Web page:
Lebanese TV to show documentaries about human trafficking in the Middle East

July 10, 2020

Still from
 
"
I Was A Yazidi Slave
"
By 
Cecília Tümler

At age 35, Mary Kibwana flew from Kenya to Jordan hoping to get a job in order to build a better life for her and her family. After spending some time employed as a domestic helper, Mary finds herself back in Kenya in a wheelchair, due to a labour incident that would ultimately take her life. Mary’s story is not unique thousands of migrant workers  are exposed to similar mistreatment every day across the Middle East, a hotspot for human trafficking and inhumane working conditions. Worldwide, it is estimated that 40.3 million people are victims of human trafficking.

On the consecutive Sundays, the 12th and 19th of July, Mary’s and other women’s stories are going to be told to audiences  in the region with the broadcasting of two documentaries on the topic. Produced by THE WHY Foundation, the films “Maid in Hell” and “I was a Yazidi Slave” are going to be aired by Al Jadeed TV in Lebanon, thanks to a partnership between the organisations.

In the case of “Maid in Hell”, the broadcast gets even more importance considering that Beirut was one of the cities where it was documented. “I hope the screening will contribute to a discussion on how to change things - and how to improve conditions for maids going to Lebanon. Right now, there are really too many cases of harassment - it needs to change.”, reflects Søren Klovborg, director of the documentary. Moreover, the challenge in combating human trafficking in Middle Eastern countries is that the governments deny that there is a problem.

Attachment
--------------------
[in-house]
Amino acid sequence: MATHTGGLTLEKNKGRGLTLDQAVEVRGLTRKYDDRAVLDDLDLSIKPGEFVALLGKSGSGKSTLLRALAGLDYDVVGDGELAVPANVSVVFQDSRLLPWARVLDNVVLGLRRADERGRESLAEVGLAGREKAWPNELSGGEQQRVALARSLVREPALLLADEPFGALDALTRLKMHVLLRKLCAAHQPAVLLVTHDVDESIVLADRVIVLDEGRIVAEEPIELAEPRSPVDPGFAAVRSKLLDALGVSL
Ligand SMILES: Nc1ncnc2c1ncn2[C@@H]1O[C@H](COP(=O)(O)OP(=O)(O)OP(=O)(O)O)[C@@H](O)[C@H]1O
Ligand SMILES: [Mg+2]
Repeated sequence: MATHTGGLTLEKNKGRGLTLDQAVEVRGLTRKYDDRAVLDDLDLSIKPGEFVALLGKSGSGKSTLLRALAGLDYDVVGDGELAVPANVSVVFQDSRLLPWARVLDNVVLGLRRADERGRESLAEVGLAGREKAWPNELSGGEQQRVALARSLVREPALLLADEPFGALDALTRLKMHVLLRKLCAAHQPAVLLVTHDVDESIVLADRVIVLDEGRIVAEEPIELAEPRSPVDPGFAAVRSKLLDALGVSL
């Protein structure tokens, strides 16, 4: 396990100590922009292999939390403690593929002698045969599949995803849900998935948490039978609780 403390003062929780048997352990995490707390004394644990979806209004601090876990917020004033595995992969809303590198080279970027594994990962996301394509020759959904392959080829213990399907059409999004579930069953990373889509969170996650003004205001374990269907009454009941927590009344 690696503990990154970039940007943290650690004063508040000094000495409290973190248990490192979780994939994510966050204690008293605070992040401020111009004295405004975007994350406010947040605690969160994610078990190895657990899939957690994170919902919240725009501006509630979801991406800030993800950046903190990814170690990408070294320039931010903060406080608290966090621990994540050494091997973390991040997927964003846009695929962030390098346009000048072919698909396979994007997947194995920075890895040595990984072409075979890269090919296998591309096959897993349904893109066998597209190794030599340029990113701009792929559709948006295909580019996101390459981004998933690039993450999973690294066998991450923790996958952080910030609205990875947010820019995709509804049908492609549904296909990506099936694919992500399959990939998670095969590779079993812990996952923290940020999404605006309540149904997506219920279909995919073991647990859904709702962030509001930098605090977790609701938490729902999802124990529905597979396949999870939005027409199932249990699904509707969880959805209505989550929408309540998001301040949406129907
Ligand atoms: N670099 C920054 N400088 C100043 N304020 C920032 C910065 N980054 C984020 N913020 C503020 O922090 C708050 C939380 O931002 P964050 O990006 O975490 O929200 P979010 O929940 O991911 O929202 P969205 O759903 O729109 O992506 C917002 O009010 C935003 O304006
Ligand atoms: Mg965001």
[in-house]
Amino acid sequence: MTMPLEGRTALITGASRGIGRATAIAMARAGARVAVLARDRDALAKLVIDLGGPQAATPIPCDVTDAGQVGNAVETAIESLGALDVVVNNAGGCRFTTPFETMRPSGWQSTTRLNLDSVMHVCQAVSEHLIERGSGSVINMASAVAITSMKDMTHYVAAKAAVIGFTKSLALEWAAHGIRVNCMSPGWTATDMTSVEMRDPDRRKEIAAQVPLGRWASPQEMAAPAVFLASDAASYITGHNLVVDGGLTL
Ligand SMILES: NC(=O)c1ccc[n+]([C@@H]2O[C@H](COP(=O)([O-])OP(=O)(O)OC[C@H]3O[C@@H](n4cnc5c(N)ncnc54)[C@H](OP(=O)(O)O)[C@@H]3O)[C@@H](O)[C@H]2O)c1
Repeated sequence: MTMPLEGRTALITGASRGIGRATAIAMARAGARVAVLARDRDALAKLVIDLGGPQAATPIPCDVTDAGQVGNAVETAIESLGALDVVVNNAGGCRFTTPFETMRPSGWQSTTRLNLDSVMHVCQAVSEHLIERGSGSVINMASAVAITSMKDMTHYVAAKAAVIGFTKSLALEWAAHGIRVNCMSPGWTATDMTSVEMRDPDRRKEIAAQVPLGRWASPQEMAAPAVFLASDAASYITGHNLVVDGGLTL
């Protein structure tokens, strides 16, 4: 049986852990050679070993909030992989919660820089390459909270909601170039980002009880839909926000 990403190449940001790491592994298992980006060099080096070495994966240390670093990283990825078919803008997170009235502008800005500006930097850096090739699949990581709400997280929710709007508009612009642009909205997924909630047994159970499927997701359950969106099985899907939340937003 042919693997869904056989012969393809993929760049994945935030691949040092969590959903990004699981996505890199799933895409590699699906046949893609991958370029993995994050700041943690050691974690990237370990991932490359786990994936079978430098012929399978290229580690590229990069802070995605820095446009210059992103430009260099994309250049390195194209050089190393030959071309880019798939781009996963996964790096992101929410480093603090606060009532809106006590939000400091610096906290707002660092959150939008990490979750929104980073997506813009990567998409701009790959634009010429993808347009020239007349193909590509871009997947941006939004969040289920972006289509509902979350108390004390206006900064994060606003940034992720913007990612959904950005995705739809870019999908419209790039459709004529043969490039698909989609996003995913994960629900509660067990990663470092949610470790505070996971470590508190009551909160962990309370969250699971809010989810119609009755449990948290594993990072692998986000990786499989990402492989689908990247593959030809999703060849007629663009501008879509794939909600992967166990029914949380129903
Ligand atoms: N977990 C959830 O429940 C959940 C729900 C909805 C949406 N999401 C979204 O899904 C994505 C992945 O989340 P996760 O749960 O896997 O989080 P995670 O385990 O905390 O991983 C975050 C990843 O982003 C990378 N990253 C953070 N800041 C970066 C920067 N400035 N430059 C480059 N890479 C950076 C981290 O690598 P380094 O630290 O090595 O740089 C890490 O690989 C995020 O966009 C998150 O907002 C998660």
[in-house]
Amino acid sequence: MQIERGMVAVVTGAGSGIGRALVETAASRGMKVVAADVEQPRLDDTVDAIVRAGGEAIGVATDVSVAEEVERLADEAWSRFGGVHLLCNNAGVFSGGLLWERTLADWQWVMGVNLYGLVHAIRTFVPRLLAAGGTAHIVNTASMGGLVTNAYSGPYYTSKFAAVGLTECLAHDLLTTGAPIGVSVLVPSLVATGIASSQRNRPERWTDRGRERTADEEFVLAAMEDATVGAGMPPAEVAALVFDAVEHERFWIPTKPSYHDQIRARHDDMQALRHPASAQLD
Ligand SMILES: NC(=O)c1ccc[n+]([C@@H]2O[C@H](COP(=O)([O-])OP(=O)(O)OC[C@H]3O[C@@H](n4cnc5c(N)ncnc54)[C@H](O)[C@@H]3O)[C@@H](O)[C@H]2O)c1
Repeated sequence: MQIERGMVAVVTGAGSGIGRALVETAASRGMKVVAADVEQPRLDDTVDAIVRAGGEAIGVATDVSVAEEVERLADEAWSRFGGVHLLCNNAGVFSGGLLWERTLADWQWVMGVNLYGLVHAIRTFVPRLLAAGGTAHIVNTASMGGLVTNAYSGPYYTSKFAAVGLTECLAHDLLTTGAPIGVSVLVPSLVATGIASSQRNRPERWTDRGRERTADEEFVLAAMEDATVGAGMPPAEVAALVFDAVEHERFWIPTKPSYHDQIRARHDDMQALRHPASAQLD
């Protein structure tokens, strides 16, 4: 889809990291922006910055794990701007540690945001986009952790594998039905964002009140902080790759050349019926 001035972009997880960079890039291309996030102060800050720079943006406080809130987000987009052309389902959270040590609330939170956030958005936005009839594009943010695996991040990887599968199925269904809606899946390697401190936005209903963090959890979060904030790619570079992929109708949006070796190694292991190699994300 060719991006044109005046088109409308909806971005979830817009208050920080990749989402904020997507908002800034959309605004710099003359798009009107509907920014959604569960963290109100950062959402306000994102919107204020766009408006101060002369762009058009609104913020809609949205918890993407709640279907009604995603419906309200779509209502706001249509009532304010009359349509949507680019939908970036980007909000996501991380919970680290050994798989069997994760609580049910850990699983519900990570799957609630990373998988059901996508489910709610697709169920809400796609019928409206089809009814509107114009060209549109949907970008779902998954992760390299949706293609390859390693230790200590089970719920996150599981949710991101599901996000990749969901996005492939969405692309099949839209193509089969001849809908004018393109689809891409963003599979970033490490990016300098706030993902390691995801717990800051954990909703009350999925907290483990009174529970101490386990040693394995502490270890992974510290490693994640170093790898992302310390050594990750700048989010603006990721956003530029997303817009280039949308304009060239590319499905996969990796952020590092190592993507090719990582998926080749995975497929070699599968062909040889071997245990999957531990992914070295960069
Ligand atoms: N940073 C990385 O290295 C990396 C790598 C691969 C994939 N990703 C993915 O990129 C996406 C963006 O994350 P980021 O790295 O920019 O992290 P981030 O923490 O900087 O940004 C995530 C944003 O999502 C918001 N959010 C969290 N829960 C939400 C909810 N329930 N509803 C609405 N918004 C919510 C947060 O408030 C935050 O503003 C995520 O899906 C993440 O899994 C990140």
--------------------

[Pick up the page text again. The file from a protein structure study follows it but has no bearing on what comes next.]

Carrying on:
Part of the project WHY STORIES, the two documentaries are award-winning productions that were dubbed into Arabic and donated to Al Jadeed. The action is part of the core activities of THE WHY Foundation, a Danish non-profit media organisation that fights to secure access to information around the globe.

According to Mette Hoffmann Meyer, CEO of THE WHY, the event is especially important considering the urgency of addressing human trafficking, and modern slavery in the Middle East. “Raising awareness about the problem and getting the population aware that it exists are the first steps to tackle it. This is the primary action to spread human rights around the world and make sure that we work in the direction of the UN Sustainable Development Goals”, explains Hoffmann-Meyer.

Al Jadeed has partnered with THE WHY Foundation since 2014, thanks to the initiative of dubbing the documentary films into Arabic. Dubbing is one of the most important tools to guarantee that local communities all over the world, since ‍It is estimated that about 50% of the world’s population can only speak one language.

Check the times of the broadcasts:


  • Maid in Hell: Sunday 12/7/2020 at 00:30 Beirut time
  • I was a Yazidi Slave: Sunday 19/7/2020 at 00:30 Beirut time


About WHY STORIES

WHY STORIES is an annually curated series of inspiring, compelling and thought-provoking documentaries about the world we live in. With 20 new films per year, the series is distributed by THE WHY Foundation on a global scale, based on the premise that all people everywhere have the right to free and accurate information. The fifth season of the series has reached an estimated audience of 200 million people per film. One of the biggest aims of the series is to ensure that local broadcasters in underserved regions have dubbed versions of the film – in their local languages.

Find out more about the WHY STORIES here.

THE WHY Foundation

Founded in 2004, The Why Foundation fights for equal access to information and knowledge by producing & donating fact-based documentaries to underserved countries. Engaging our extensive network of broadcasters, filmmakers and journalists, THE WHY now reaches more than 200 countries and territories with over 70 television broadcasters, local non-profit organizations, and schools. Find out more about THE WHY here.

Al Jadeed TV

Partner of THE WHY Foundation since 2014, Al Jadeed is a Beirut-based TV channel. The channel is also among the three TV stations in the country that are not owned by the government or any political parties.

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